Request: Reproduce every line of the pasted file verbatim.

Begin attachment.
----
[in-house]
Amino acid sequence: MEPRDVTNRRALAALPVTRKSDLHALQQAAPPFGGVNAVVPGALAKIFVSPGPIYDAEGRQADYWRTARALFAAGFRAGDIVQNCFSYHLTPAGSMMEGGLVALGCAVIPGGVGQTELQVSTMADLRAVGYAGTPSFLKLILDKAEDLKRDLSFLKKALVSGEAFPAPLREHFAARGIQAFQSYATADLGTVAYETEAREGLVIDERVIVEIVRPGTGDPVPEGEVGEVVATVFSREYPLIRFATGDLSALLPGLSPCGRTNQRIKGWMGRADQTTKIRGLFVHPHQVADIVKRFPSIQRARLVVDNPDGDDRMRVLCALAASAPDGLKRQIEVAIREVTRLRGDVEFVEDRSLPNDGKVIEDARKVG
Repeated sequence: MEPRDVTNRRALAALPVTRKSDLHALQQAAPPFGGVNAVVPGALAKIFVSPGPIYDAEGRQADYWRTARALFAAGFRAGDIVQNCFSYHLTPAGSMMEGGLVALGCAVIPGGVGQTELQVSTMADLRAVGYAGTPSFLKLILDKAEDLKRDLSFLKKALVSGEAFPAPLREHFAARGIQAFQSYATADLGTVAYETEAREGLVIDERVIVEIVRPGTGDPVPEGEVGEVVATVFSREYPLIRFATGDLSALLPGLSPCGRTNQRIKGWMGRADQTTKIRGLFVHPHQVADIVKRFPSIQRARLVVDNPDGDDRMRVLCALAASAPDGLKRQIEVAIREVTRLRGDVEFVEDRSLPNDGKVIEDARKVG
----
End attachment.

[in-house]
Amino acid sequence: MEPRDVTNRRALAALPVTRKSDLHALQQAAPPFGGVNAVVPGALAKIFVSPGPIYDAEGRQADYWRTARALFAAGFRAGDIVQNCFSYHLTPAGSMMEGGLVALGCAVIPGGVGQTELQVSTMADLRAVGYAGTPSFLKLILDKAEDLKRDLSFLKKALVSGEAFPAPLREHFAARGIQAFQSYATADLGTVAYETEAREGLVIDERVIVEIVRPGTGDPVPEGEVGEVVATVFSREYPLIRFATGDLSALLPGLSPCGRTNQRIKGWMGRADQTTKIRGLFVHPHQVADIVKRFPSIQRARLVVDNPDGDDRMRVLCALAASAPDGLKRQIEVAIREVTRLRGDVEFVEDRSLPNDGKVIEDARKVG
Repeated sequence: MEPRDVTNRRALAALPVTRKSDLHALQQAAPPFGGVNAVVPGALAKIFVSPGPIYDAEGRQADYWRTARALFAAGFRAGDIVQNCFSYHLTPAGSMMEGGLVALGCAVIPGGVGQTELQVSTMADLRAVGYAGTPSFLKLILDKAEDLKRDLSFLKKALVSGEAFPAPLREHFAARGIQAFQSYATADLGTVAYETEAREGLVIDERVIVEIVRPGTGDPVPEGEVGEVVATVFSREYPLIRFATGDLSALLPGLSPCGRTNQRIKGWMGRADQTTKIRGLFVHPHQVADIVKRFPSIQRARLVVDNPDGDDRMRVLCALAASAPDGLKRQIEVAIREVTRLRGDVEFVEDRSLPNDGKVIEDARKVG